A couple of take away lessons:

  1. Humility -- a lot of times we do things that aren't smart.  (I should have put my chains on before I drove off from work -- and put them on the correct tires to begin with!)  When you make a mistake, just own up to it.  Don't beat yourself up for it (Oh what an idiot I am!).  Doing that is actually a subtle form of arrogance.
  2. Gratefulness -- God kept me safe.  He certainly didn't have to.  He had every right to send my car into a ditch.  God also brought along some people to help and make sure I was ok.  And -- this is pretty big for me -- God unjammed my chain.  Really.  That piece was STUCK.  I could not get it out.  It was wedged in tight. Then, when I picked it up to show the man how it was stuck, it slid right out.  Seriously, I think that was a miracle.  I am very grateful for that.
So, that's it in a nutshell.  Walk humbly, and be grateful.

Tuesday, January 28, 2014

Scripture Memorization Thoughts, January 2014

This first month of January, I've almost finished memorizing chapters 3 and 4 of Matthew.  It is currently my plan to make it all the way through chapter 7 so that I will go through the Sermon on the Mount.  After that, I think I may skip over to John.
I'm focusing on the gospels to start with, because I want the record of what Jesus said and did to be in my heart.  For me, the whole point of memorizing Scripture is for the same reason that Paul gives for his sufferings,
" that I may gain Christ, and may be found in Him, not having a righteousness of my own derived from the Law, but that which is through faith in Christ, the righteousness which comes from God on the basis of faith, that I may know Him and the power of His resurrection and the fellowship of His sufferings, being conformed to His death; in order that I may attain to the resurrection from the dead.Not that I have already obtained it or have already become perfect, but I press on so that I may lay hold of that for which also I was laid hold of by Christ Jesus. Brethren, I do not regard myself as having laid hold of it yet; but one thing I do: forgetting what lies behind and reaching forward to what lies ahead, press on toward the goal for the prize of the upward call of God in Christ Jesus."  -- Philippians 3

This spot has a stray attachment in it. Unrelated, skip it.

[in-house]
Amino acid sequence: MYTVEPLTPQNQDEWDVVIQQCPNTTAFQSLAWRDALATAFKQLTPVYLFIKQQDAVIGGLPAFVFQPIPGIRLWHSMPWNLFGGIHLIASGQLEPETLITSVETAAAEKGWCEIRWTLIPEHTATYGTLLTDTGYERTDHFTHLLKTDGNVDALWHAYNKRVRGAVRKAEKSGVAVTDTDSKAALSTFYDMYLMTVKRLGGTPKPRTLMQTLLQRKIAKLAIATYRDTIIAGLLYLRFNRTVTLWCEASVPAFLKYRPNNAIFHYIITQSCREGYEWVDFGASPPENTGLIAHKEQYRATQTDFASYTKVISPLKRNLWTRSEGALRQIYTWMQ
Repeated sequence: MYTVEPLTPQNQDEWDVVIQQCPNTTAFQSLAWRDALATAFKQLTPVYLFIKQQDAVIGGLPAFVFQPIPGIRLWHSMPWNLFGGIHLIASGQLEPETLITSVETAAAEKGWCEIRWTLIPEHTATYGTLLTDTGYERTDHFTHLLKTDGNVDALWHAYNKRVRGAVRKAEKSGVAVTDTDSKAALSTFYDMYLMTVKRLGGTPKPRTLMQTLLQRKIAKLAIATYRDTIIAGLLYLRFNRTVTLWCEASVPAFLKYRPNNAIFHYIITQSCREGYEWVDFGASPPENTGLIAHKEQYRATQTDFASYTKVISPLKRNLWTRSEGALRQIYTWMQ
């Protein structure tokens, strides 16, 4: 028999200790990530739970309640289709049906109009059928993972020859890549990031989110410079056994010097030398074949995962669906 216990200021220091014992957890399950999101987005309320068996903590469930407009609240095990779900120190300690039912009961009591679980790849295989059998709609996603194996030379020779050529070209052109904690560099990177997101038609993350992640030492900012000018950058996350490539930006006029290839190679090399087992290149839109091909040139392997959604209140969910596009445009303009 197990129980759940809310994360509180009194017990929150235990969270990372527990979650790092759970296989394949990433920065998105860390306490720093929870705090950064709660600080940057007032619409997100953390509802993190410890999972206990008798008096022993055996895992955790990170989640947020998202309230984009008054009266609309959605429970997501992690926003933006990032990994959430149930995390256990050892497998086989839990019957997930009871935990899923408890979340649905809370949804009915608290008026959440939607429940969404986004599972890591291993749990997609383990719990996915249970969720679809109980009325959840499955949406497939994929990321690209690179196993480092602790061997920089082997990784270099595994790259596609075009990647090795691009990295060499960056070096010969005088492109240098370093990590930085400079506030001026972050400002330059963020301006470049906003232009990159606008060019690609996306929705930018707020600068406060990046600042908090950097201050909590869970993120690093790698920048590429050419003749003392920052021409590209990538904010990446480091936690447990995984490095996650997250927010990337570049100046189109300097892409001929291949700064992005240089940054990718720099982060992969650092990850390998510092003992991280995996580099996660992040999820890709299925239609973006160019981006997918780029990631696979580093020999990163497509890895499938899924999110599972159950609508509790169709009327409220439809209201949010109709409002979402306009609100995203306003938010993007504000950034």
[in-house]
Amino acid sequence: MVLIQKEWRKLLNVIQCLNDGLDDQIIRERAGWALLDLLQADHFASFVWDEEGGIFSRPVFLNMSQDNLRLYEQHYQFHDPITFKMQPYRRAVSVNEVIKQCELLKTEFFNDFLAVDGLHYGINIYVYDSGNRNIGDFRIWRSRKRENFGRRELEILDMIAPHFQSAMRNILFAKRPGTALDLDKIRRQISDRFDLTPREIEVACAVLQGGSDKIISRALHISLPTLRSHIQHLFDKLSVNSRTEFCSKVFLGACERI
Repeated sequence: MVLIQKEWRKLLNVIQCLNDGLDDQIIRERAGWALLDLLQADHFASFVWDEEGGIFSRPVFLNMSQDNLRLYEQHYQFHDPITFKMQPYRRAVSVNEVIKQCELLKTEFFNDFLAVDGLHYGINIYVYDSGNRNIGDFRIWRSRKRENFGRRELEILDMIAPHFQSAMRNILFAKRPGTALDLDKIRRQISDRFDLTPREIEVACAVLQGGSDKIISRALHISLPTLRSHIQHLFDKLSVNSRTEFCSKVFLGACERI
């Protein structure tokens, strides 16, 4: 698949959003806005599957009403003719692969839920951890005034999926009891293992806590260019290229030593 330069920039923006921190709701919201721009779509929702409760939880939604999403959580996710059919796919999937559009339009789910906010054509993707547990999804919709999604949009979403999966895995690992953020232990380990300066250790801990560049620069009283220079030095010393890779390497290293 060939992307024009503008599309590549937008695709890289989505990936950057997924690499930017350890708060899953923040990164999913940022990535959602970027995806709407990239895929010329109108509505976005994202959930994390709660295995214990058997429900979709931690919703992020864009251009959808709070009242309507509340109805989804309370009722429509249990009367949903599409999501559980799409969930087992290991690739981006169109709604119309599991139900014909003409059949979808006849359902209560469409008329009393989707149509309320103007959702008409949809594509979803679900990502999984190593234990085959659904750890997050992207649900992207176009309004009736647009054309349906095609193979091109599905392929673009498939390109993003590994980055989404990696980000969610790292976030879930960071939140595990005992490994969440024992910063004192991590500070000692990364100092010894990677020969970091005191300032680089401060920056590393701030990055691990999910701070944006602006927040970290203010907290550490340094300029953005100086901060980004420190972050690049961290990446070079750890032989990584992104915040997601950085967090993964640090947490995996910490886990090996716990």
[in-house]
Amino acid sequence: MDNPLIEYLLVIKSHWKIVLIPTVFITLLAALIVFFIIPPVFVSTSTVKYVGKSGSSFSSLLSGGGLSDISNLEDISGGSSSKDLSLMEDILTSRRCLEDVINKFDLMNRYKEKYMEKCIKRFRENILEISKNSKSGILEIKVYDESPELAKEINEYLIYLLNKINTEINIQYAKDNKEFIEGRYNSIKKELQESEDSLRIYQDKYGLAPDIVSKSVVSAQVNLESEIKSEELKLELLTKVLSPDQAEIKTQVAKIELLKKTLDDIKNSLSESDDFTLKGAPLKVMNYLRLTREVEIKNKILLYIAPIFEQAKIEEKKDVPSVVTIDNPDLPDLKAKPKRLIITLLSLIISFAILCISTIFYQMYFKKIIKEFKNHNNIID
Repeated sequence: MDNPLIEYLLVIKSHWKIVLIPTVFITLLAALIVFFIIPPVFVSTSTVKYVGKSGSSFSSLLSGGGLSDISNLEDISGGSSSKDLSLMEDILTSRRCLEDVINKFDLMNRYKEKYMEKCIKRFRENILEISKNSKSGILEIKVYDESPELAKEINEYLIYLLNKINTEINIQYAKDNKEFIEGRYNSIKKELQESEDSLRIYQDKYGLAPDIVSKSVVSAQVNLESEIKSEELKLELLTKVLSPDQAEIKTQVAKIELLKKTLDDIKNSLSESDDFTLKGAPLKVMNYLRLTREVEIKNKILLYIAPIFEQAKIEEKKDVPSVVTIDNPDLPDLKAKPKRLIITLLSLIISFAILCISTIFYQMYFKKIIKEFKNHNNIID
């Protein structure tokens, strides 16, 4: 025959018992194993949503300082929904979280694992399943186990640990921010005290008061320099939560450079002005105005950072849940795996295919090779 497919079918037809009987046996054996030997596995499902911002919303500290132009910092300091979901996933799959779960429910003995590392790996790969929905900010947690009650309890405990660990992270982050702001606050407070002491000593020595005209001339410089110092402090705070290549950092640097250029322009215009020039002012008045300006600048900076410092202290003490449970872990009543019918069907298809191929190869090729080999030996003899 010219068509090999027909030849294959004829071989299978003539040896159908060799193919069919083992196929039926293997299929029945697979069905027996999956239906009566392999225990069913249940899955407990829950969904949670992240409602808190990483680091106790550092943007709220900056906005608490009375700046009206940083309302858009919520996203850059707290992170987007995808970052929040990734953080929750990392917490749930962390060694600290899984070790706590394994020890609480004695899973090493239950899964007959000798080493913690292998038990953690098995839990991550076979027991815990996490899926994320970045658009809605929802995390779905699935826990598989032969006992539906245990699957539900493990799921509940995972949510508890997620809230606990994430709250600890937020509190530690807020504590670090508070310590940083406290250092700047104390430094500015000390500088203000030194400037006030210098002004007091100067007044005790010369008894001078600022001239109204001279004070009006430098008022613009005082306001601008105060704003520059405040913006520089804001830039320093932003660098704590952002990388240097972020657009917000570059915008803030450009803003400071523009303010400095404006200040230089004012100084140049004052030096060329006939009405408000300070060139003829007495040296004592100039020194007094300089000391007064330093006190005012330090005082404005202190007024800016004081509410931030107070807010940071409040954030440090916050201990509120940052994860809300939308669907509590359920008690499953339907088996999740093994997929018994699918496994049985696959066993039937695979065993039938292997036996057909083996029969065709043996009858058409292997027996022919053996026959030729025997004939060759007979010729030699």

So far, these are some of the things that have stood out to me this month.

First, when tempted to be discontent about anything, God has brought this verse to my mind.
"Jesus said to him, 'It is written, "Man shall not live on bread alone, but on every word that proceeds out of the mouth of God."'"
When Jesus said this, he hadn't eaten for over a month.  I can't even fathom that.  What do I have to complain about?  Nothing!  I have the Word of God, which is food for my spirit and nourishment for my soul.

These are the verses I've just finished memorizing:
"Now as Jesus was walking by the Sea of Galilee, He saw two brothers, Simon who was called Peter, and Andrew his brother, casting a net into the sea; for they were fishermen. And He said to them, 'Follow Me, and I will make you fishers of men.' Immediately they left their nets and followed Him. Going on from there He saw two other brothers, James the son of Zebedee, and John his brother, in the boat with Zebedee their father, mending their nets; and He called them. Immediately they left the boat and their father, and followed Him." -- Matthew 4:18-21
Finally, one other thing I noticed.  At the beginning of Matthew 3, it says that John the Baptist was preaching, "Repent!  For the Kingdom of Heaven is at hand!"  Matthew then quotes a prophecy from Isaiah about John the Baptist.  In the middle of Matthew 4, he again quotes a prophecy from Isaiah, this time about Jesus, and then tells us, "From that time Jesus began to preach and say, 'Repent!  For the Kingdom of Heaven is at hand!'"  I wondered when I read this, if I may have stumbled on to a Chiasm?